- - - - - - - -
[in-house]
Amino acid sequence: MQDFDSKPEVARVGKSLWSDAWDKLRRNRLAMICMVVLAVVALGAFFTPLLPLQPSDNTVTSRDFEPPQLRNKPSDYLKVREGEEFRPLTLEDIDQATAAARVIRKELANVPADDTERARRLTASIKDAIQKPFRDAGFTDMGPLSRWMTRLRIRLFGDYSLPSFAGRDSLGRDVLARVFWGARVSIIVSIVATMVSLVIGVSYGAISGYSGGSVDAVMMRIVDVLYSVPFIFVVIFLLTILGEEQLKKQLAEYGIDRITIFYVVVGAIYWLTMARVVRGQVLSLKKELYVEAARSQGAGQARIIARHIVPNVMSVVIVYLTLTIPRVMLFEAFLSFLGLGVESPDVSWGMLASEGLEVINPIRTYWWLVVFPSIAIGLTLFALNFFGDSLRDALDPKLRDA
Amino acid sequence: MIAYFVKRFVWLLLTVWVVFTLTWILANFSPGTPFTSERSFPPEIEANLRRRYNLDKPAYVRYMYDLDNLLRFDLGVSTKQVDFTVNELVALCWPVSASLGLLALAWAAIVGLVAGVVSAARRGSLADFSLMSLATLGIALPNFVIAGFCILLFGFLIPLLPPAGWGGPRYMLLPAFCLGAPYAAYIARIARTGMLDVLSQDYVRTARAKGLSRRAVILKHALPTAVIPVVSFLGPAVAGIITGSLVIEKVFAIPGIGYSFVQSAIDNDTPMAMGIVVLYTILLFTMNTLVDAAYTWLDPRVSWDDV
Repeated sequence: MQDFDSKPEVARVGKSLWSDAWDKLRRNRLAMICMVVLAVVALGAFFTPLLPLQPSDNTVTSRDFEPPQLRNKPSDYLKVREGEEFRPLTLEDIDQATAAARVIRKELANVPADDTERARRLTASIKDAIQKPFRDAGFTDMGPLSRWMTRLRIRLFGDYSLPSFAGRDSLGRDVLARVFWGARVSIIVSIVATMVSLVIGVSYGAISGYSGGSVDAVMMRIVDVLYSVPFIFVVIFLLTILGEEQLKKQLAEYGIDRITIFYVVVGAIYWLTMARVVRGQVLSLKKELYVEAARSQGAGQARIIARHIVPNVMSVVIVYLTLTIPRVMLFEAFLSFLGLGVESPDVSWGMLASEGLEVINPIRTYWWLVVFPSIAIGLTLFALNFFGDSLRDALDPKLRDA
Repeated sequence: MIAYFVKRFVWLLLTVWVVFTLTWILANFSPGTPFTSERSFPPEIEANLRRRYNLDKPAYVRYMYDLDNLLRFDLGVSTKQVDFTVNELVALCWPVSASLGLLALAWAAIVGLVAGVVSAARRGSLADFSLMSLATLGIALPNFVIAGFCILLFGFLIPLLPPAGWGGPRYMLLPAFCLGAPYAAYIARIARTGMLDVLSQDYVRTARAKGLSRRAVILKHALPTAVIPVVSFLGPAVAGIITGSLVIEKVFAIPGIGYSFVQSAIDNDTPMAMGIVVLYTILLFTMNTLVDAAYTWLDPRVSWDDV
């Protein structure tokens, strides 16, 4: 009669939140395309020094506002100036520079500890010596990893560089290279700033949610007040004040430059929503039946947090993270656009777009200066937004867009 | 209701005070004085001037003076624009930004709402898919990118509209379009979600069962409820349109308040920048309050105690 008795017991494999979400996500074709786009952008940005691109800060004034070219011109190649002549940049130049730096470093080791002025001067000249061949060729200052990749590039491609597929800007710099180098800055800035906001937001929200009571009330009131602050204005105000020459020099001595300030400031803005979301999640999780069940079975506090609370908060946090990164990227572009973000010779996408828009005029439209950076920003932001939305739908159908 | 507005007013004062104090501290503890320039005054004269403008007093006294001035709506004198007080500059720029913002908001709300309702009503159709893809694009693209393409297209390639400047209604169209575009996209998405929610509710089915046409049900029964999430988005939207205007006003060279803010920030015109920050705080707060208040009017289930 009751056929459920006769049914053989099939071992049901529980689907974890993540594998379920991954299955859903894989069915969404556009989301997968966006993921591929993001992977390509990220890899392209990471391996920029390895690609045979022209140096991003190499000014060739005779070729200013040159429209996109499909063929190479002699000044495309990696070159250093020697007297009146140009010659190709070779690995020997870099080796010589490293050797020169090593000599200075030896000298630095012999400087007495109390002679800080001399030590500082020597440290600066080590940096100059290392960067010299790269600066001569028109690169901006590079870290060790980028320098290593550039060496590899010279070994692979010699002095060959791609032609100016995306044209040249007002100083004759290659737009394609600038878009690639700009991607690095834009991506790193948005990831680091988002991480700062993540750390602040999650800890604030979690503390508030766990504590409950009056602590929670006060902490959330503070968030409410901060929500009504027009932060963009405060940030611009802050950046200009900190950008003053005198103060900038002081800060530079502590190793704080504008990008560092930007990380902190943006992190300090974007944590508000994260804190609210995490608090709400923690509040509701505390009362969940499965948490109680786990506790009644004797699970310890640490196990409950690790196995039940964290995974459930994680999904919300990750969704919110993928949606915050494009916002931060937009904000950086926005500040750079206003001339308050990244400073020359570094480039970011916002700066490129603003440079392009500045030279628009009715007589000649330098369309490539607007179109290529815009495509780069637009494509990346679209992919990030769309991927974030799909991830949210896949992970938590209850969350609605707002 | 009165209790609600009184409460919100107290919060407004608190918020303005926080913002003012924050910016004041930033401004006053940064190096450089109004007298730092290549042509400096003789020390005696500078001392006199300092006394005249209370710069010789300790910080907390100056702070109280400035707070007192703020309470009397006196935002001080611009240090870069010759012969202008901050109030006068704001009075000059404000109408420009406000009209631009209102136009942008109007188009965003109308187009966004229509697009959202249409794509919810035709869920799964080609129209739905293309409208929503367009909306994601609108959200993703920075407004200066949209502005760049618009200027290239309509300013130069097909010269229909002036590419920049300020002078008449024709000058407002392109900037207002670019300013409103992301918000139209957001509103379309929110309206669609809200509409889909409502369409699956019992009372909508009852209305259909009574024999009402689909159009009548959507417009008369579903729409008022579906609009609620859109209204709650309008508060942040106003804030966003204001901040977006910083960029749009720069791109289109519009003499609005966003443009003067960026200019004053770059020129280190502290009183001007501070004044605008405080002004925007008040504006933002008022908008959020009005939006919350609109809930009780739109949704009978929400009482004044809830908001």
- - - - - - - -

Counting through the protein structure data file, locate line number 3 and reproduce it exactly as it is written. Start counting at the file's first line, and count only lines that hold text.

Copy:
Amino acid sequence: MIAYFVKRFVWLLLTVWVVFTLTWILANFSPGTPFTSERSFPPEIEANLRRRYNLDKPAYVRYMYDLDNLLRFDLGVSTKQVDFTVNELVALCWPVSASLGLLALAWAAIVGLVAGVVSAARRGSLADFSLMSLATLGIALPNFVIAGFCILLFGFLIPLLPPAGWGGPRYMLLPAFCLGAPYAAYIARIARTGMLDVLSQDYVRTARAKGLSRRAVILKHALPTAVIPVVSFLGPAVAGIITGSLVIEKVFAIPGIGYSFVQSAIDNDTPMAMGIVVLYTILLFTMNTLVDAAYTWLDPRVSWDDV